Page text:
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    so, we're updating our stance on this.

    PCI-E 1.x: 250MB/s per direction
    PCI-E 2.0 500MB/s per direction.

    Hooray!

    it at least gives you enough performance for one sata-III device to almost max out the lane.
  12. Sihastru

    Sihastru

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    Yes, this is a "small" problem their marketing enhanced "Perfect SATA6Gb/s Solution" didn't account for :)
  13. Mussels

    Mussels Moderprator Staff Member

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    lol true, its hardly perfect.

    "better than what the other guys did!" doesnt work so well on the box.
  14. lemonadesoda

    lemonadesoda

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    [​IMG]

    2 paper cups and a piece of string.
  15. Mussels

    Mussels Moderprator Staff Member

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    hey look, the picture covers their asses! nice one!

    while its a copout, i do agree that 500MB/s is indeed enough for 2 current SSD's. (but then again, that would work out fine on sata II anyway)
  16. MrMilli

    MrMilli

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    And you believe PCI-E 2.0 is 100% efficient?
    Well Sata rev3 isn't either, so i guess that evens things out.

    It's not a perfect solution because that PLX chip has added latency.
    That said, the fact that the P55 chipset doesn't have PCI-E 2.0 is a serious backdraw.
  17. AsRock

    AsRock TPU addict

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    Not much for the colours they used although like the layout of it.

    Any one have a idea what the micro switch is\does next to the 24pin ?.
  18. JrRacinFan

    JrRacinFan Served 5k and counting ...

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    Looks like a pwr on switch. "??"


    I absolutely love the layout of this board. Think I may be watching this board for my i5 upgrade.
  19. Fitseries3

    Fitseries3 Eleet Hardware Junkie

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    i'll just wait till ICH11R comes out and sata3 is fully supported.

    their "perfect solution" is quite a shit move.

    native support is almost always better.
  20. Sihastru

    Sihastru

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    The 500MB/s theoretical bandwidth already accounts for 20% overhead in the PCIe 2.0 specification. The actual bandwidth is 20% higher, but it uses an error correction protocol.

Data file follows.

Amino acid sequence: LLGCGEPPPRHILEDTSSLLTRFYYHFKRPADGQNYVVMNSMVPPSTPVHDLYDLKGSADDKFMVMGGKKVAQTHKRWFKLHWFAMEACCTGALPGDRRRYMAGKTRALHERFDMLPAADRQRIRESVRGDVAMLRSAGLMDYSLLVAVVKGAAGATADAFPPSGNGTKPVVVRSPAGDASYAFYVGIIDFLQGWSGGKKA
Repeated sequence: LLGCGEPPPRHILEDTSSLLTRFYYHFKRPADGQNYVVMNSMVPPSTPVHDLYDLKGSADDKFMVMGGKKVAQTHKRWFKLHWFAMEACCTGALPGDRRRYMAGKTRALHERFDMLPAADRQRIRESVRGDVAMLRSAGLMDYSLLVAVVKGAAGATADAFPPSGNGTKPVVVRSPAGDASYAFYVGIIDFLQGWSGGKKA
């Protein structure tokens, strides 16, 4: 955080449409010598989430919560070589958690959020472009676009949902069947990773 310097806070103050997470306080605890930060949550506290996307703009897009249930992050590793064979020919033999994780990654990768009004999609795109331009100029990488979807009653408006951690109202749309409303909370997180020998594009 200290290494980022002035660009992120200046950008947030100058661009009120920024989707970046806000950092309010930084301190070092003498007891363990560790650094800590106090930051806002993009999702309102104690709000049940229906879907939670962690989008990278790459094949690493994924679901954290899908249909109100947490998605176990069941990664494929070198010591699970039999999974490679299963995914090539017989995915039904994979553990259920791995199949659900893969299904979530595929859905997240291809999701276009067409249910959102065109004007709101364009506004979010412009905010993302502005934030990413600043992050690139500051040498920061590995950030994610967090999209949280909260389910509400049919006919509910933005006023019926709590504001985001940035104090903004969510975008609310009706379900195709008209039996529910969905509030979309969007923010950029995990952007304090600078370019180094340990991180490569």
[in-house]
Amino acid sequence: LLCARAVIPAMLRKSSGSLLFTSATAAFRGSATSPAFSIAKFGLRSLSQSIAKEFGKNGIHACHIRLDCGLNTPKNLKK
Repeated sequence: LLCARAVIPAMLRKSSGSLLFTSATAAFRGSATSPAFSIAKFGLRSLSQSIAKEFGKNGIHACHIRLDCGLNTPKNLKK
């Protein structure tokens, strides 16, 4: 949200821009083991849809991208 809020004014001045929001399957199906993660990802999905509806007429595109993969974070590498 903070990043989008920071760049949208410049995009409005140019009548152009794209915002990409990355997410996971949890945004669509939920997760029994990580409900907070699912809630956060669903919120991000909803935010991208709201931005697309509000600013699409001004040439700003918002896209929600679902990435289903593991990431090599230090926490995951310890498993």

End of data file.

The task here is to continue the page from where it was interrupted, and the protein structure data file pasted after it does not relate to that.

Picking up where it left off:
The PCIe 3.0 specification eliminates the 20% overhead and it's rated at 1000MB/s per lane.

    I don't have exact data for SATA, but SMART and other things like that will take some of the bandwidth away. But you shouldn't be so afraid of SATA2 (or 3Gb/s). 3Gb/s is 3000Mb/s that is 375MB/s. Considering a 20% overhead (larger then I think it actually is for SATA II) we still come up at 300MB/s. And usually you get 6 native SATA ports on a MB, so that's 1800MB/s just for hard drives (or SSDs).

    SATA III promises 6Gb/s, so that's 750MB/s. Six SATA III ports should have a total of 4500 MB/s... that's 4.5 GB/s bandwidth... that's a lot for a current mainstream motherboard.
  21. btarunr

    btarunr Editor & Senior Moderator Staff Member

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    If that "ICH11R" continues using DMI (which it will, if it has to work with X58), then it's worse, because DMI is 2 GB/s max. Even two~three SATA III devices that top out its bandwidth (such as high-density SSDs) will choke it.
  22. Fitseries3

    Fitseries3 Eleet Hardware Junkie

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    then they should use a reliable source for implementation of sata 3 such as LSI.
  23. 3870x2

    3870x2

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    ummm...we havent reached the capabilities of SATA 1 yet have we? please forgive my ignorance, the way I understand it, even the best SSD gets 160 or so MBps, which doesnt stress SATA1?

    unless, my alternative theory about how SATA is that it is PER CONTROLLER, so you have 1.5/3/6Gbps, so you might have 4 or 6 sata slots, but they share that bandwidth? it would make sense then. maybe I should visit wikipedia.org. . . brb. . .
  24. [I.R.A]_FBi

    [I.R.A]_FBi New Member

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    bite vs bytes
  25. Mussels

    Mussels Moderprator Staff Member

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    Gbits vs Gbytes, to the controllers.


    The best SSDs do around 220MB/s - and they're getting faster rapidly. Remember that this tech takes years to spread around in systems, better to release the ports before the drives so that people can actually use it when they need it.